Development, dilation and subdivision of cortical layers of gentian (Gentiana asclepiadea) root

NEW PHYTOLOGIST, Issue 1 2003
ottníková
Summary ,,The structure and development of the cortical layers, especially the endodermis and exodermis, and changes in the cortex caused by the secondary growth of vascular tissues are described in the adventitious roots of gentian (Gentiana asclepiadea). ,,Sections along the whole axis of the soil-grown roots were observed using light microscopy; fluorescence microscopy was used to determine developmental stages of the endodermis and exodermis. ,,Both endodermis and exodermis develop in three stages: Casparian band formation, suberin lamellae deposition and secondary thickening of walls. After the onset of cambial activity (20 mm from apex) cortical cells expand tangentially and subdivision of individual cells starts between 20 mm and 60 mm from apex. Highly differentiated endodermal cells are divided by 0,19 new anticlinal walls, exodermal cells by 0,3 and parenchymatous mid-cortex by 0,1. ,,The additional anticlinal cell walls of the endodermis and exodermis possess neither Casparian bands nor suberin lamellae. Suberin lamellae remain continuous on the surface of extended tangential walls of both layers. There is a correlation between increasing diameter of the secondary vascular tissues and the number of endodermal cells created by subdivision of the original cells. [source]


Microstructure analysis of high performance fibers in compression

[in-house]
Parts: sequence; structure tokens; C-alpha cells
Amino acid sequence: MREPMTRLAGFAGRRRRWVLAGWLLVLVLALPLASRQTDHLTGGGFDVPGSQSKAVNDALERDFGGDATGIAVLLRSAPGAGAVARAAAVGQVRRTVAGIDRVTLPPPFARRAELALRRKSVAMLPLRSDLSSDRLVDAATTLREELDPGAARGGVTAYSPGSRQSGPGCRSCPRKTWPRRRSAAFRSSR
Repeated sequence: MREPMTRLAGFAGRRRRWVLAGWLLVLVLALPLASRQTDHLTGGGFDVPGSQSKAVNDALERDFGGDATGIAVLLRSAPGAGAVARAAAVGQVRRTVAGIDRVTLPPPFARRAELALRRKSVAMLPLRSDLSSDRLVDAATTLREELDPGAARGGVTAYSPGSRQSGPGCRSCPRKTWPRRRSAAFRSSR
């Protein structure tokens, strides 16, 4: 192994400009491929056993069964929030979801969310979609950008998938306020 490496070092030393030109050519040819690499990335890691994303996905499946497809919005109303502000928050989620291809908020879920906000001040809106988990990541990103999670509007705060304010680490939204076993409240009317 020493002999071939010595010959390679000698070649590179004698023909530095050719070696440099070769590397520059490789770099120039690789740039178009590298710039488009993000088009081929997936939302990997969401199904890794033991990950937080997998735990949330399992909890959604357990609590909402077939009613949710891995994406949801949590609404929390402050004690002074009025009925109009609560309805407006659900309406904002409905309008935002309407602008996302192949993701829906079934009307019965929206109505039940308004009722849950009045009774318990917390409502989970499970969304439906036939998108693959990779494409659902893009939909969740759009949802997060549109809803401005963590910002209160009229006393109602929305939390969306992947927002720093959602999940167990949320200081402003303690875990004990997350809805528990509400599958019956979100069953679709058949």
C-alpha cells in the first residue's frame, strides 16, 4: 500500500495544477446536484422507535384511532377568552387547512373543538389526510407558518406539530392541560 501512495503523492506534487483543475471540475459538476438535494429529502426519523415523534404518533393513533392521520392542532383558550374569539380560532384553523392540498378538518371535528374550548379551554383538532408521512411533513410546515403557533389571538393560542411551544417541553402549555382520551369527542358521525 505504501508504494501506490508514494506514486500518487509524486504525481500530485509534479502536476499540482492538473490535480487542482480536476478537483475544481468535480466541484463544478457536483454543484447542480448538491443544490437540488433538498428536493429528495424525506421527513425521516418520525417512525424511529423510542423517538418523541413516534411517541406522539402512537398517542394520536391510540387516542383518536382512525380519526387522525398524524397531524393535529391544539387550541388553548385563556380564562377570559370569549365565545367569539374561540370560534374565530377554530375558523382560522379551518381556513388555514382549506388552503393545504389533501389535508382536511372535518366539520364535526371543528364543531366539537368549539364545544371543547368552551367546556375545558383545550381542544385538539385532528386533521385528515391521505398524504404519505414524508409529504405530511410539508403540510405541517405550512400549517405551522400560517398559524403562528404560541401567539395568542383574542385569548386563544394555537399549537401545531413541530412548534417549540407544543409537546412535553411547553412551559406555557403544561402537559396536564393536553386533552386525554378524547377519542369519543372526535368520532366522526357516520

POLYMER ENGINEERING & SCIENCE, Issue 3 2003
Wansoo Huh
In order to understand the nature of kink band formation in high performance fibers, the compression behavior of pitch and PAN-based carbon fibers (P75S, T-50, T-300, and GY-70), and of polymeric fibers (DuPont Kevlar; PBZT; and PBO) was measured using a micro-scale compression apparatus in an optical microscope. With increasing compressive strain, kink band formation was observed and the number of kink bands per unit length (referred to as kink band density) was determined. By extrapolating to zero kink band density, the critical compressive strain for rigid-rod polymeric fibers was obtained and compared to that of the carbon fiber. Using the Euler buckling equation, a fundamental dimension of the buckling element for the compression of PBO and PBZT fibers was calculated to be a 0.42,0.57 µm diameter fibril, and not the smaller diameter microfibrils. [source]


Golgi secretion is not required for marking the preprophase band site in cultured tobacco cells

THE PLANT JOURNAL, Issue 1 2002
Ram Dixit
Summary The preprophase band predicts the future cell division site. However, the mechanism of how a transient preprophase band fulfils this function is unknown. We have investigated the possibility that Golgi secretion might be involved in marking the preprophase band site. Observations on living BY-2 cells labeled for microtubules and Golgi stacks indicated an increased Golgi stack frequency at the preprophase band site. However, inhibition of Golgi secretion by brefeldin A during preprophase band formation did not prevent accurate phragmoplast fusion, and subsequent cell plate formation, at the preprophase band site. The results show that Golgi secretion does not mark the preprophase band site and thus does not play an active role in determination of the cell division site. [source]